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Print version ISSN 1807-5932On-line version ISSN 1980-5322

Clinics vol.63 no.6 São Paulo  2008 



Acute aerobic exercise reduces 24-h ambulatory blood pressure levels in long-term-treated hypertensive patients



Emmanuel G. CiolacI, II; Guilherme V. GuimarãesII, III; Veridiana M. D´ÁvilaII, III; Luiz A. BortolottoIII; Egídio L. DoriaIV; Edimar A. BocchiII, III

ILaboratory of Kinesiology, Institute of Orthopedics and Traumatology, Hospital das Clínicas, Faculdade de Medicina, Universidade de São Paulo - São Paulo/SP, Brazil
IILaboratory of Physical Activity and Health, Sports Practice Center, Universidade de São Paulo - São Paulo/SP, Brazil
IIIHeart Institute, Hospital das Clínicas, Faculdade de Medicina, Universidade de São Paulo - São Paulo/SP, Brazil
IVHospital Universitário, Universidade de São Paulo - São Paulo/SP, Brazil. Email: Tel.: 55 11 3069.6041




BACKGROUND: Even with anti-hypertensive therapy, it is difficult to maintain optimal systemic blood pressure values in hypertensive patients. Exercise may reduce blood pressure in untreated hypertensive, but its effect when combined with long-term anti-hypertensive therapy remains unclear. Our purpose was to evaluate the acute effects of a single session of aerobic exercise on the blood pressure of long-term-treated hypertensive patients.
METHODS: Fifty treated hypertensive patients (18/32 male/female; 46.5±8.2 years; Body mass index: 27.8±4.7 kg/m2) were monitored for 24 h with respect to ambulatory (A) blood pressure after an aerobic exercise session (post-exercise) and a control period (control) in random order. Aerobic exercise consisted of 40 minutes on a cycle-ergometer, with the mean exercise intensity at 60% of the patient's reserve heart rate.
RESULTS: Post-exercise ambulatory blood pressure was reduced for 24 h systolic (126±8.6 vs. 123.1±8.7 mmHg, p=0.004) and diastolic blood pressure (81.9±8 vs. 79.8±8.5 mmHg, p=0.004), daytime diastolic blood pressure (85.5±8.5 vs. 83.9±8.8 mmHg, p=0.04), and nighttime S (116.8±9.9 vs. 112.5±9.2 mmHg, p<0.001) and diastolic blood pressure (73.5±8.8 vs. 70.1±8.4 mmHg, p<0.001). Post-exercise daytime systolic blood pressure also tended to be reduced (129.8±9.3 vs. 127.8±9.4 mmHg, p=0.06). These post-exercise decreases in ambulatory blood pressure increased the percentage of patients displaying normal 24h systolic blood pressure (58% vs. 76%, p=0.007), daytime systolic blood pressure (68% vs. 82%, p=0.02), and nighttime diastolic blood pressure (56% vs. 72%, p=0.02). Nighttime systolic blood pressure also tended to increase (58% vs. 80%, p=0.058).
CONCLUSION: A single bout of aerobic exercise reduced 24h ambulatory blood pressure levels in long-term-treated hypertensive patients and increased the percentage of patients reaching normal ambulatory blood pressure values. These effects suggest that aerobic exercise may have a potential role in blood pressure management of long-term-treated hypertensive.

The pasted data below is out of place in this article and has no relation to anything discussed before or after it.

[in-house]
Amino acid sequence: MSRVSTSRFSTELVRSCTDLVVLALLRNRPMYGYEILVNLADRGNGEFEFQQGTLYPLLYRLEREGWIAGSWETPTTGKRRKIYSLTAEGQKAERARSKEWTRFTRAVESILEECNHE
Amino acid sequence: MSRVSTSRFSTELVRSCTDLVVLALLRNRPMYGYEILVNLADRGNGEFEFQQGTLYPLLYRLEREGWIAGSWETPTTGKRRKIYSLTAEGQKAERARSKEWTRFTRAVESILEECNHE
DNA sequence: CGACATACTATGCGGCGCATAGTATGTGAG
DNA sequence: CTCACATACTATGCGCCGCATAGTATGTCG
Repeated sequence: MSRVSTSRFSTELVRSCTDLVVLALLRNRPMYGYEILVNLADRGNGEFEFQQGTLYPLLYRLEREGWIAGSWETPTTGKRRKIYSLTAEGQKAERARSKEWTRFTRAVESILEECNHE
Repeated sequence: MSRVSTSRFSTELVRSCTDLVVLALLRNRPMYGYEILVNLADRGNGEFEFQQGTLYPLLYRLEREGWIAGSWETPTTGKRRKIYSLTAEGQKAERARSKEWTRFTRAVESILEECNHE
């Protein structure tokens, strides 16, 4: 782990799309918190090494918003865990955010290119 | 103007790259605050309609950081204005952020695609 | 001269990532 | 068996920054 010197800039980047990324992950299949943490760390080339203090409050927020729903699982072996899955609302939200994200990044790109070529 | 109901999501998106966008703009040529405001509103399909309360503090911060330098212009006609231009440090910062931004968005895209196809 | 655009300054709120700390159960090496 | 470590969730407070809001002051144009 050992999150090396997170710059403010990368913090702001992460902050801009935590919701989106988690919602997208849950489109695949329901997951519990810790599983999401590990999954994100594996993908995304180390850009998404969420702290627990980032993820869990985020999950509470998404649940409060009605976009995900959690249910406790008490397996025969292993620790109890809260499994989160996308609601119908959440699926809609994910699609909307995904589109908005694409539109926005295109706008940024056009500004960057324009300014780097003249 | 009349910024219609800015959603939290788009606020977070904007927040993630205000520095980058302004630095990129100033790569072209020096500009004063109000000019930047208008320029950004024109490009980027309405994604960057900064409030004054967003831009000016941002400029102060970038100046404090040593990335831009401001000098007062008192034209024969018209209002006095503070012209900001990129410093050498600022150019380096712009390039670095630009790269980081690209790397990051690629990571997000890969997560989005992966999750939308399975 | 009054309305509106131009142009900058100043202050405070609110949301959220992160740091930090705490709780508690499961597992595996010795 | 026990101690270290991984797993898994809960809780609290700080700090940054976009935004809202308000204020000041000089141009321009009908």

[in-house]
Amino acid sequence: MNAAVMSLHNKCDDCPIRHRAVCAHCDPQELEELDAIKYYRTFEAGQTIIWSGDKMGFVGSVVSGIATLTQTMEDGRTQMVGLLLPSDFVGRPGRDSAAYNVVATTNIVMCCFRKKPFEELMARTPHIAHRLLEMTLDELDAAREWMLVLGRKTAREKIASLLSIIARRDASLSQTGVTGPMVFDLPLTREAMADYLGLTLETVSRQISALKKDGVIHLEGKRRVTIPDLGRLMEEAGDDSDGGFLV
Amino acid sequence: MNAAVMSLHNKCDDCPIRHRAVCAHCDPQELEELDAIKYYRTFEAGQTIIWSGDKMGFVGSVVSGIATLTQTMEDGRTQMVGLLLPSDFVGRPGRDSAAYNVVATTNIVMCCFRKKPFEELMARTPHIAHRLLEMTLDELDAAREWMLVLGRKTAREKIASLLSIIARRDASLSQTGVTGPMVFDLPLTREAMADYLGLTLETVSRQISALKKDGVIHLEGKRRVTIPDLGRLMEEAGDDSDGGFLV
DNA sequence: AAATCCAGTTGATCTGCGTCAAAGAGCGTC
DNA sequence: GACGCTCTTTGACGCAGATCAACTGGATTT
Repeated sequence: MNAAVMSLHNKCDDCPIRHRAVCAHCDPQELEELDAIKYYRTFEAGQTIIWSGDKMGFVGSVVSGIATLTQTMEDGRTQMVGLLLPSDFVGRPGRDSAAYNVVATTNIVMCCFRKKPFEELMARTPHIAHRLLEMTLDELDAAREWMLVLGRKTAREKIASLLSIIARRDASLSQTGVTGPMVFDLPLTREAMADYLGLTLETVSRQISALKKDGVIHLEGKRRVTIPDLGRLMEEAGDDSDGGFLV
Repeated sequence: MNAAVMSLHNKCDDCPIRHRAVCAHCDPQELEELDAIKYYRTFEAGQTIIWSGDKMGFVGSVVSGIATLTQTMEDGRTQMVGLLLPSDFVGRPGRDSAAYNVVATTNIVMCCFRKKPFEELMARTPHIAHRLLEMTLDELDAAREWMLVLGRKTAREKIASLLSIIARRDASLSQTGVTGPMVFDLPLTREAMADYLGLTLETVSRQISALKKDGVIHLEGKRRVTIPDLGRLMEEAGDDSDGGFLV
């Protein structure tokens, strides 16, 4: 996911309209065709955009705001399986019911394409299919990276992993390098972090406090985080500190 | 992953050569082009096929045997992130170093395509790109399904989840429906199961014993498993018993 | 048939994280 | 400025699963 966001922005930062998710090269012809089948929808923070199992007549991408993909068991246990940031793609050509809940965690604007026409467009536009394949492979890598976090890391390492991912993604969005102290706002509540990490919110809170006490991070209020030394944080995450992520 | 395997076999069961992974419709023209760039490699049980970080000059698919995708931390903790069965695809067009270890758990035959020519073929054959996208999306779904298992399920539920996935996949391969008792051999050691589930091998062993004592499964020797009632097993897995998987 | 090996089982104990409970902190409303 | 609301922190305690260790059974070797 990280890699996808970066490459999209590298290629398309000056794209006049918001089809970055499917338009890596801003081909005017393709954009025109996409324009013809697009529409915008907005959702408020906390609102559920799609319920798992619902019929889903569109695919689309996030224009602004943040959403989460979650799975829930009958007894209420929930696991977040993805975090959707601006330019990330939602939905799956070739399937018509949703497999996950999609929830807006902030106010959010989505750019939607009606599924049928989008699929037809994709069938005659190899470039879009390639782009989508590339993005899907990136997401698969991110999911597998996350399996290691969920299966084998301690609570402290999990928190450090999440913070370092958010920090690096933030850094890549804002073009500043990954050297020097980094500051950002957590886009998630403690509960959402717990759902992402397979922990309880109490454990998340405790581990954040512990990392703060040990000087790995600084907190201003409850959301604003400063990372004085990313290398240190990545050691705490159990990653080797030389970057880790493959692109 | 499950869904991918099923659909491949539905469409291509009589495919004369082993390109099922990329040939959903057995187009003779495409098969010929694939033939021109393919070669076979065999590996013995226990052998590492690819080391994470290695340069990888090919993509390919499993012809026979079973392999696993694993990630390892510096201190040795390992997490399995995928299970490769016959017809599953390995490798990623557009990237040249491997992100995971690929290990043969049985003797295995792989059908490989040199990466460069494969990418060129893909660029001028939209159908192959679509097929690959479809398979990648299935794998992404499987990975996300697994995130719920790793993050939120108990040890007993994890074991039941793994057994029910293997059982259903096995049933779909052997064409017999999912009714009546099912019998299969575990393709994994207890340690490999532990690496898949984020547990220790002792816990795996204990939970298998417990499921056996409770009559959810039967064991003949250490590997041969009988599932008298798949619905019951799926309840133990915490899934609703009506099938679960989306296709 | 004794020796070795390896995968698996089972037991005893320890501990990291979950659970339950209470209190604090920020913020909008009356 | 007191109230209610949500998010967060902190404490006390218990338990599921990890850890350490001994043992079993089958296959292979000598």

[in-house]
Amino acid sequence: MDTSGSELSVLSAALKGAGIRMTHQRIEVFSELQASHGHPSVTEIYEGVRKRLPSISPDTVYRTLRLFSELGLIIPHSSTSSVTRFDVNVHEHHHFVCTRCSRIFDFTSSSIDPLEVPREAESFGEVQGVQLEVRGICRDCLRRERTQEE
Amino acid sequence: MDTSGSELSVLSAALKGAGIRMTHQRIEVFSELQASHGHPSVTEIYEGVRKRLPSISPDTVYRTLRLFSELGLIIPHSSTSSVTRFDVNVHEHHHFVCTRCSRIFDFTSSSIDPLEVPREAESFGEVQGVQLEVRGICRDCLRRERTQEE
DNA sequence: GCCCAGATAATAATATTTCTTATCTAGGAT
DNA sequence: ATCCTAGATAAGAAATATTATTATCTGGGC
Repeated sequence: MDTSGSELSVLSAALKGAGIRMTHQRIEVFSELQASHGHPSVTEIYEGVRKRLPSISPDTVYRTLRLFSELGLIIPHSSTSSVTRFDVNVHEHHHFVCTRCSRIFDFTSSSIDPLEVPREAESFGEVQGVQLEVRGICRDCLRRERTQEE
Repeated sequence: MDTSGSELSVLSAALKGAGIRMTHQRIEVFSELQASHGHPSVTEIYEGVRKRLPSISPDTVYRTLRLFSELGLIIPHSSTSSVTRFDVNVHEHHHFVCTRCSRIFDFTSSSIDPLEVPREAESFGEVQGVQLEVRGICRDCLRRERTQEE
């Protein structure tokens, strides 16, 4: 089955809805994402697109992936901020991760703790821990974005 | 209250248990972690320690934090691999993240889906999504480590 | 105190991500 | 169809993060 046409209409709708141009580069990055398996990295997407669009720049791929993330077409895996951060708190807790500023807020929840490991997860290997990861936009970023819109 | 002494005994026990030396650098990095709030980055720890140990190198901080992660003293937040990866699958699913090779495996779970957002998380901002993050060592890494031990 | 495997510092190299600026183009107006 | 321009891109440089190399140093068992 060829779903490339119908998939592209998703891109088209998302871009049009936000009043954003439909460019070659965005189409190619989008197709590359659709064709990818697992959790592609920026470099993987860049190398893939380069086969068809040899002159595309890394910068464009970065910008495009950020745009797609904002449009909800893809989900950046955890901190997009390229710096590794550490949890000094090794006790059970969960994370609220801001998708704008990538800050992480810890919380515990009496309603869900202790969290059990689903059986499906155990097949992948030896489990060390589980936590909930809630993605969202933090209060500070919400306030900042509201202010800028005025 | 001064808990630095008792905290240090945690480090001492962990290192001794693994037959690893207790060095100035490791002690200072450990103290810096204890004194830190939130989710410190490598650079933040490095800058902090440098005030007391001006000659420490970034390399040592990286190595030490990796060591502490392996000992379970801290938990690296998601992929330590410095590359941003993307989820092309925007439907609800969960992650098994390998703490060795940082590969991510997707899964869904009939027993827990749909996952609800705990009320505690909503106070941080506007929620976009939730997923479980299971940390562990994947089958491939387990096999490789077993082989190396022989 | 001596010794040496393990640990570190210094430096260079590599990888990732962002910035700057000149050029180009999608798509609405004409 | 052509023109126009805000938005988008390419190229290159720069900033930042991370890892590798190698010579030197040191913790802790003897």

Keywords: Hypertension; Exercise; Blood Pressure; Treated Hypertension.




Systemic arterial hypertension is a highly prevalent disease,1,2 affecting approximately one billion individuals worldwide, and is a major risk factor associated with increased all-cause and cardiovascular mortality.2 Cardiovascular risk is dependent on systemic arterial blood pressure (BP), with optimal values below 120/80 mmHg.2,3 Systemic arterial hypertension treatments include lifestyle modifications and pharmacological interventions.2 However, major pharmacological trials have demonstrated that maintaining BP at normal levels is difficult,4 with only 25 to 62% of patients being properly controlled.4-6

Among lifestyle modifications, physical activity is important because it has been associated with a lower incidence of hypertension in different populations.7-9 Additionally, physical activity reduces the BP of hypertensive and normotensive subjects,10 with greater and longer-lasting reductions observed in subjects with higher BP levels.14 Several studies have shown that just a single set of dynamic exercise can decrease BP to below basal levels in hypertensive subjects and that this hypotensive effect remains for several hours after exercise.11-14 This acute exercise-mediated BP reduction is clinically significant.14 However, post-exercise BP reduction has only been reported in uncontrolled hypertensive patients not taking medication; therefore, it is necessary to investigate whether this effect also occurs in long-term-treated hypertensive patients taking anti-hypertensive medications.